Josh Weltman, a co-producer of Mad Men, created most of the ad campaigns seen on the show. Beginning as an art director in the '80s, Weltman went on to be a creative director at West Coast agencies on brands including Taco Bell, Doritos and Microsoft. Adweek caught up with Weltman—author of Seducing Strangers: How to Get People to Buy What You're Selling, published by Workman last month—to talk about the daunting task of creating advertising in a show about advertising.
Adweek: What was the process for how ads in the show were produced?
Josh Weltman: The way scripted television shows typically work is, there's a writers' room of about eight to 10 writers and executive producers coming up with outlines for scripts. Then they'd march those script outlines down to the art production department, and, typically, they would have made the show's ads along with other props. But what [creator] Matt [Weiner] and I talked about early on was that if you want ads that look like they were made by an art director and copywriters working together, then I should spend time with the writers.
Where would you have come into the process in, say, the first season's finale, when, for a pitch to Kodak for its slide projector, Don Draper uses slides of happier moments from his faltering marriage?
Matt said, "We've got to find a product or a business story that lets us know what Don is feeling about his work situation, marriage and his brother's suicide." Before going into the writers' room every week, I would read research like the advertising columns in The New York Times in the 1960s, and we found that the Kodak Carousel came out the year after the time of the episode, so the advertising for it must have been being developed at exactly this time. So Don being able to pitch a product where he could use images from his own life could satisfy that problem.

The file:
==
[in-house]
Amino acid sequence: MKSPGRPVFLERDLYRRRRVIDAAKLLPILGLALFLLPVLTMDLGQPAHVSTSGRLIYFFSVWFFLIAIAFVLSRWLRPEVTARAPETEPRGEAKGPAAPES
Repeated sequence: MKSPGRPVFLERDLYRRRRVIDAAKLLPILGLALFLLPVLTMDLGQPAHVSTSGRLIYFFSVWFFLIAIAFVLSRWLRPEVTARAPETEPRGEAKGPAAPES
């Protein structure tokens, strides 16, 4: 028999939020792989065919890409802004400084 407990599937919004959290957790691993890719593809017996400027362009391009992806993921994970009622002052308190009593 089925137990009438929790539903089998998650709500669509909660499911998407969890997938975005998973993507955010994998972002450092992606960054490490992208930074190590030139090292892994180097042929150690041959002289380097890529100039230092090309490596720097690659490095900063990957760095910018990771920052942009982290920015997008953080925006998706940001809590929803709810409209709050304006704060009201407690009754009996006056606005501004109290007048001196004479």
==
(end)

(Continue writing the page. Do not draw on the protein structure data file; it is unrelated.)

Did you pitch in with writing scripts?
No. I brought ideas into the writers' room and developed the ad campaigns to use within episodes before that outline was given to a writer, who was sent away to turn that into a finished script. I was always trying to help the writers make the characters look as if they were conjuring advertising.
To look authentic, did you do the ads freehand?
Usually I pulled old ads off the Web. I'd mirror the typefaces and design, then print it out and either copy it freehand or trace it. For instance, with the "Mark Your Man" lipstick ads in the first season [for the fictional brand Belle Jolie], the layout was done on the computer, but then I did the pastel freehand.
What did you mean when you wrote in your book: "Don Draper can lie anywhere, except in the advertising"?
Matt wanted to establish what made Don Draper interesting as a character was this inability to connect on a personal level combined with an ability to connect on a meta level through the medium of advertising.
Like in a pitch to Hershey at the end of Season 6 when Don reveals he grew up in a brothel?
The advertising pitches were a great way to let the audience know what Don was thinking. It kind of let us into his secret, private world the same way that Tony Soprano would go into Dr. Melfi's office [on HBO's The Sopranos] and the audience would find out what he was thinking.
It seems ironic that Don's campaigns capture his truest impulses, since many critics think of advertising as being coercive and deceptive.
I don't think of advertising that way at all. It's always finding the truthful insight into why people are motivated to buy one thing over another that helps me sell stuff.